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Increased incidence of cutaneous malignant melanoma among longshoremen in Genoa, Italy: the role of sunlight and occupational exposure
  1. R Puntoni1,
  2. M Ceppi1,
  3. C Casella1,
  4. D Ugolini2,
  5. V Gennaro3,
  6. M Puntoni4,
  7. M Vercelli5,
  8. D F Merlo6
  1. 1National Cancer Research Institute, Genoa, Italy
  2. 2University of Genoa and National Cancer Research Institute, Genoa, Italy
  3. 3National Cancer Research Institute, Genoa, Italy
  4. 4University of Genoa, Italy
  5. 5University of Genoa and National Cancer Research Institute, Genoa, Italy
  6. 6National Cancer Research Institute, Genoa, Italy
  1. Correspondence to:
 Dr D F Merlo
 Epidemiology and Biostatistics Unit, Department of Epidemiology and Prevention, National Cancer Research Institute, Largo Rosanna Benzi, 10, 16132 Genoa, Italy; franco.merloistge.it

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Epidemiological evidence supports the aetiological role of natural (sunlight) and artificial (sunlamps and sunbeds) sources of ultraviolet radiation (UV-A) on the occurrence of cutaneous malignant melanoma (CMM).1 Occupational studies have suggested increased risks for CMM among chemists, telecommunications and electronics workers,2 printing industry workers,3 and harbour workers (forwarding/shipping agents, harbour masters, and ferry and harbour service assistants).4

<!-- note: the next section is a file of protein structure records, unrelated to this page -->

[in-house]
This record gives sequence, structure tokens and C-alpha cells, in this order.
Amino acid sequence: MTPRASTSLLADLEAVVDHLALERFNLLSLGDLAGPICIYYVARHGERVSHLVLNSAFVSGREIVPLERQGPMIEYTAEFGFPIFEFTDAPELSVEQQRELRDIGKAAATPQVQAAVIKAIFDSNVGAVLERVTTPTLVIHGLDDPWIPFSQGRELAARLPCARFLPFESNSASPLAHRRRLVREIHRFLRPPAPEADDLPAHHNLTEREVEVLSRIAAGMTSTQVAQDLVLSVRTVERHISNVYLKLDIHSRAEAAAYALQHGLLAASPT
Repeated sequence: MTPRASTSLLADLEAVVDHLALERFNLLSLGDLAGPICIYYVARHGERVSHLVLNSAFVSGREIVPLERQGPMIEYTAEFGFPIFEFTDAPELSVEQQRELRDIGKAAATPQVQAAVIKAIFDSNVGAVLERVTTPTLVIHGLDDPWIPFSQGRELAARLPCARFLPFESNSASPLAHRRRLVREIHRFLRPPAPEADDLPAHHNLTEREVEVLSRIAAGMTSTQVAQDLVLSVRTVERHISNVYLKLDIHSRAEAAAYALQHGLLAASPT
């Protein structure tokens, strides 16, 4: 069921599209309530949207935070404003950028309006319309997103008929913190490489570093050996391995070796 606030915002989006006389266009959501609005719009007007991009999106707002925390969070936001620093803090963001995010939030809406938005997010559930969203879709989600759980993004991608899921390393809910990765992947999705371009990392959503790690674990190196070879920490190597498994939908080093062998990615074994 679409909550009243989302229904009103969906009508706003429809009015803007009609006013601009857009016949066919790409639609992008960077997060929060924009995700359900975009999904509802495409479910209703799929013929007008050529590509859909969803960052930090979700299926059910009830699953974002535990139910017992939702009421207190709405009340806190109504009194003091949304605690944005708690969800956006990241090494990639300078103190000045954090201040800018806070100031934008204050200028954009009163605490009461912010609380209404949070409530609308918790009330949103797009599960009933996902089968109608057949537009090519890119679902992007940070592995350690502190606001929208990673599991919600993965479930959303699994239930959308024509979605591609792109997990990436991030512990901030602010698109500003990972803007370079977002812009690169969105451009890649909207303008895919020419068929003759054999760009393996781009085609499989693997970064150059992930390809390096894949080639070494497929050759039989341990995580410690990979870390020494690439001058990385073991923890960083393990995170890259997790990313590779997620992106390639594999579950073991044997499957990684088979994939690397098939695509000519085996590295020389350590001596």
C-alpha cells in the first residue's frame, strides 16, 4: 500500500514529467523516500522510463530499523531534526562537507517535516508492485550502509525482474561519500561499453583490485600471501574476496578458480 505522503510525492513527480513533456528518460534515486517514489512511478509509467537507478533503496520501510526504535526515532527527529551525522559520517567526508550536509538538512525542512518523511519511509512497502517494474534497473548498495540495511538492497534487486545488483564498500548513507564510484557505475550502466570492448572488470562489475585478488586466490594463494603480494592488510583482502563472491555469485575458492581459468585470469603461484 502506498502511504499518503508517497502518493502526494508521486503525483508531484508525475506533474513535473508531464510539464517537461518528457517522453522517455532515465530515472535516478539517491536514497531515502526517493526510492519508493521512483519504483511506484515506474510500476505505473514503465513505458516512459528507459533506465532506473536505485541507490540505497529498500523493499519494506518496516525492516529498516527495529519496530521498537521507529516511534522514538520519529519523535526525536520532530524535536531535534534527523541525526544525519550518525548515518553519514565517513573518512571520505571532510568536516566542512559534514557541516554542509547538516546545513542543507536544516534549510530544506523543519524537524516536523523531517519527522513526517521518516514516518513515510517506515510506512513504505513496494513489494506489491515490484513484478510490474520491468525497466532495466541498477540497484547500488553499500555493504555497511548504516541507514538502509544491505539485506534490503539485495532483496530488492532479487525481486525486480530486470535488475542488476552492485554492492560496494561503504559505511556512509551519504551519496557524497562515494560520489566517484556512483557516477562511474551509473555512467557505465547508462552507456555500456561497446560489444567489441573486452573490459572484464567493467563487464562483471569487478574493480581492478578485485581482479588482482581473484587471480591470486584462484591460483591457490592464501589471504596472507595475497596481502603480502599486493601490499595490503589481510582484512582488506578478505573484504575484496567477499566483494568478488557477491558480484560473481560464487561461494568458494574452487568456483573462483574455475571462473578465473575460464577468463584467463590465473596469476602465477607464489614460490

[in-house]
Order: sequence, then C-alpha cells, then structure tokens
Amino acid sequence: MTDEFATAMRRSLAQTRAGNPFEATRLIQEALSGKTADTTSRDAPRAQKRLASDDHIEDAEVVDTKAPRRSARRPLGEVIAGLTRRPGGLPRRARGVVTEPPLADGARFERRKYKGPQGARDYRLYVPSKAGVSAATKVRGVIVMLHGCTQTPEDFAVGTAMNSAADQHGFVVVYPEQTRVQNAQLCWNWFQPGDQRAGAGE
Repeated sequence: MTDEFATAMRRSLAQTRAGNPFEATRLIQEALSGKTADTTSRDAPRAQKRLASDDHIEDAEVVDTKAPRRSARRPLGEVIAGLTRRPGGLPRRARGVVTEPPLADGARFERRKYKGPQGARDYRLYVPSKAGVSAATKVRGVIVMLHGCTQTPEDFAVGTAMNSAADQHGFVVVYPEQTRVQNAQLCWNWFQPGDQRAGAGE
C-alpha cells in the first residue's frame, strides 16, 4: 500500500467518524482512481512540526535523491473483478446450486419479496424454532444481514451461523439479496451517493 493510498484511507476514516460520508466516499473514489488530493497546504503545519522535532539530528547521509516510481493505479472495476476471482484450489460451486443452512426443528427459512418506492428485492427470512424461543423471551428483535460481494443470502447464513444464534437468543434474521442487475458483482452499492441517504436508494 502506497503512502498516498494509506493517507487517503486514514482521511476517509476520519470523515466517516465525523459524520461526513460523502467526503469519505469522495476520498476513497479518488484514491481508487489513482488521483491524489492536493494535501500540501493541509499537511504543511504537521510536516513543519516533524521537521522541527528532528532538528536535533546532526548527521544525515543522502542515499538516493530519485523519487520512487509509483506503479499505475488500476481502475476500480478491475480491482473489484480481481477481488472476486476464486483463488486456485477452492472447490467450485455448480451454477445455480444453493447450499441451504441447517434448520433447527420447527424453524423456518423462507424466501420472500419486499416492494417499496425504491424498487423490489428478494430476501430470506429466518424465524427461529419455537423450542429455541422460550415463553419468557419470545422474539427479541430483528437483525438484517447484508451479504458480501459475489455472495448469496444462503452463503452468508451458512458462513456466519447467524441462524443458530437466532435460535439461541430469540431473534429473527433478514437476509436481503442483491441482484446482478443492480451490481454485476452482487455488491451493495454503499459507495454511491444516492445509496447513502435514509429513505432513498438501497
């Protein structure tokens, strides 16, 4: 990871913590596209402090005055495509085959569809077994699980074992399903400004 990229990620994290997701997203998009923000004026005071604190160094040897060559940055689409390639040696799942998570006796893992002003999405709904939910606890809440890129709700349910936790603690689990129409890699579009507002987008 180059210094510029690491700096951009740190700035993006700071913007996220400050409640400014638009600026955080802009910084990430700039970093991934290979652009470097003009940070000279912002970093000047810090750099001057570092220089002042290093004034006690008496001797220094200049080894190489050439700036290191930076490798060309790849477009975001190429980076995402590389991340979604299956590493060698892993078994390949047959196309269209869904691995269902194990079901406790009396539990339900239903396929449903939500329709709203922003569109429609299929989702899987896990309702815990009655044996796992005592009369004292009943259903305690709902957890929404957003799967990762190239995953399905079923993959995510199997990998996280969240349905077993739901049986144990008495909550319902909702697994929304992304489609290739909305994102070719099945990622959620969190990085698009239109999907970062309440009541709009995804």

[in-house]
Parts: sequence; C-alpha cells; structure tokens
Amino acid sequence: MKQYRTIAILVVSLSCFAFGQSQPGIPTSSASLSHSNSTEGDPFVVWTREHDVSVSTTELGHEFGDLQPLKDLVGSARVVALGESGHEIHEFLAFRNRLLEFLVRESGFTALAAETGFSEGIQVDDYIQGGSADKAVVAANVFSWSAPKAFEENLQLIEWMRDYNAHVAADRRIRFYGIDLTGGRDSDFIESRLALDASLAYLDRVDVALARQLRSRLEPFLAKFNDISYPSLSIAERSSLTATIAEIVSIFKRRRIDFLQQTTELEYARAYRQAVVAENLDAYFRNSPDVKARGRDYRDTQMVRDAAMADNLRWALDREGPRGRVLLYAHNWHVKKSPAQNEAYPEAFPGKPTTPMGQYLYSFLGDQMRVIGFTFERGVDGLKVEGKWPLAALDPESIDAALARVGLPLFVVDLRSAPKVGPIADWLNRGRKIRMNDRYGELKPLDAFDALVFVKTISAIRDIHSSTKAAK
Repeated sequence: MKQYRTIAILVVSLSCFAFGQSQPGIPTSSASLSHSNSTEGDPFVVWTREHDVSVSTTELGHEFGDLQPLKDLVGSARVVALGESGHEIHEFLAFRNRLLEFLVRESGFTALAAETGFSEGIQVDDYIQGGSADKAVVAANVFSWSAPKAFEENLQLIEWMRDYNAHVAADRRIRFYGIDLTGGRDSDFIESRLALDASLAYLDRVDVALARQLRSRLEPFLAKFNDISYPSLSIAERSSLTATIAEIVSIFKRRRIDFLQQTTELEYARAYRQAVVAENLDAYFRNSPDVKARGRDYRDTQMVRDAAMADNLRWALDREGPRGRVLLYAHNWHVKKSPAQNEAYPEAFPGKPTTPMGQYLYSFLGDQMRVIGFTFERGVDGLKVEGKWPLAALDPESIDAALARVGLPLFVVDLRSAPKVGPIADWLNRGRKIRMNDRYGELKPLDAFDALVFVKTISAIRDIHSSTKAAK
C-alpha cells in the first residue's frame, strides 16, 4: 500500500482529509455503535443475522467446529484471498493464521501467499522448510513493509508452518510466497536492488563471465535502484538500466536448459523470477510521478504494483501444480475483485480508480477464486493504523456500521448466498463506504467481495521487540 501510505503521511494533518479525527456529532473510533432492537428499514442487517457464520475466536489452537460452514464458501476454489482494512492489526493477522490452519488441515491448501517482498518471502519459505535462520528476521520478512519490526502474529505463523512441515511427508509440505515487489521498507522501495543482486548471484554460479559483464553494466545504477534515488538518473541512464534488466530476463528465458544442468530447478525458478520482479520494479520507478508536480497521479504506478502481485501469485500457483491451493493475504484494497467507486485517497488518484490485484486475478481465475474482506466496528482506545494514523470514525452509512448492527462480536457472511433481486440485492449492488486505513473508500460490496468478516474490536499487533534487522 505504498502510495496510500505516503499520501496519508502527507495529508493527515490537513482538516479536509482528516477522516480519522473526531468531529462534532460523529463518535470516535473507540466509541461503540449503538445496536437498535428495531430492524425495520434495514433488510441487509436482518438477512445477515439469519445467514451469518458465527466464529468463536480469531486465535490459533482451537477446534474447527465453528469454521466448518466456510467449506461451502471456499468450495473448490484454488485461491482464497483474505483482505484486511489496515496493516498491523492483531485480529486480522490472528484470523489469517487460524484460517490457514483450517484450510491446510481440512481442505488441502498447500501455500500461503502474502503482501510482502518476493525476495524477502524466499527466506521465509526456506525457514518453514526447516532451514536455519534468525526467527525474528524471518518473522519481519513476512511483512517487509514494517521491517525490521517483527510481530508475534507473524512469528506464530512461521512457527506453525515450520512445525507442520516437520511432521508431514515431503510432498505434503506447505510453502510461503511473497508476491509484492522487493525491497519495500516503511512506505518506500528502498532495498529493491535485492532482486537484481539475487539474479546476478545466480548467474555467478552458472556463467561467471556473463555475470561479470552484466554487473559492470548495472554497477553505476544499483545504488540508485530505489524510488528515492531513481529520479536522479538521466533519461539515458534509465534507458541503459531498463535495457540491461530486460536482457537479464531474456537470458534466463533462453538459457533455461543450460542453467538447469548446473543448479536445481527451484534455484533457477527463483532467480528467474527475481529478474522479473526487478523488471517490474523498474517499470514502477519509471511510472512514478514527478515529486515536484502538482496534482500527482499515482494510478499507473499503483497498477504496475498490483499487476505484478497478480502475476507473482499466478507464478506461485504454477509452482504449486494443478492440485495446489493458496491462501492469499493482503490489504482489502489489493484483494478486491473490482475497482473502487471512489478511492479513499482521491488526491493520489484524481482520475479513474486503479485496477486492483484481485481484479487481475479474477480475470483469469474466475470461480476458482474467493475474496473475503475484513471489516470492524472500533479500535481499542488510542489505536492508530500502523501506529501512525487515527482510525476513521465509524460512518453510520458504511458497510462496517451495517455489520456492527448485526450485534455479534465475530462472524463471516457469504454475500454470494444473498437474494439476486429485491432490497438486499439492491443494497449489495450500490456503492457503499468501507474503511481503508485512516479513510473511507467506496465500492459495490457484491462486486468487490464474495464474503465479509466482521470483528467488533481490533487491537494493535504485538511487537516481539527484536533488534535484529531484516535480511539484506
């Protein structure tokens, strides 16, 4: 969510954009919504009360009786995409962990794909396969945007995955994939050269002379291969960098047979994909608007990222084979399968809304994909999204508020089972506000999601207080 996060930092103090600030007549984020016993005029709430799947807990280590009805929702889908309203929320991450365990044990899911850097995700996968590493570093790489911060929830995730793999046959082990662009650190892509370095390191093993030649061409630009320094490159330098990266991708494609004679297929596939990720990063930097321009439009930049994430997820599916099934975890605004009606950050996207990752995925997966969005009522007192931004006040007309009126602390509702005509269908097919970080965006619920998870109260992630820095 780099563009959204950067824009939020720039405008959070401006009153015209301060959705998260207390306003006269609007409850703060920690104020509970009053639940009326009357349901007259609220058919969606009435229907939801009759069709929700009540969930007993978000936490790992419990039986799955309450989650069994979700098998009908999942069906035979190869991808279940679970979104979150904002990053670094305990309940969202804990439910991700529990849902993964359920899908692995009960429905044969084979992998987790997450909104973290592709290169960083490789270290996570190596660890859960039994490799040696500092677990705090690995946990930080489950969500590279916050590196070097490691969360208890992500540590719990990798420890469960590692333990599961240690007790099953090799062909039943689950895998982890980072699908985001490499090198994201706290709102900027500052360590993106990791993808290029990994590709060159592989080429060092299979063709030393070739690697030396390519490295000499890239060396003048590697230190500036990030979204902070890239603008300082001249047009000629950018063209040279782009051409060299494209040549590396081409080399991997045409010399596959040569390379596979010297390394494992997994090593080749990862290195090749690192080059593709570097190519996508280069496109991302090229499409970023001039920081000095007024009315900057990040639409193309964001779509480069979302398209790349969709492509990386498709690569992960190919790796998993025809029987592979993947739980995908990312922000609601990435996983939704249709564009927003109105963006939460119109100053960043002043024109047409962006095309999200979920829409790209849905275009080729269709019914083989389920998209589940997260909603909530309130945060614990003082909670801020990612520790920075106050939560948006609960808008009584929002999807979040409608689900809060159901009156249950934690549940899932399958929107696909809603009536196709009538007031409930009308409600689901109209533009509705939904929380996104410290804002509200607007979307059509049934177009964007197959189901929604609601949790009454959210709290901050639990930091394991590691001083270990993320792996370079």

To investigate the relation between occupation and cancer incidence, we retrospectively studied cancer incidence in 4993 longshoremen ever employed at the dock of Genoa, Italy, between 1933 and 1980. They were employed at two dockyard trading companies: the “Stefano Canzio” and “San Giorgio”. Although men employed at the two dockyard companies loaded and unloaded the same products, employees of the former company performed their job mainly outdoors, and employees of the latter mostly inside the ships. They were categorised a priori according to their prevalent pattern of occupational sunlight exposure as indoor (2707) and …

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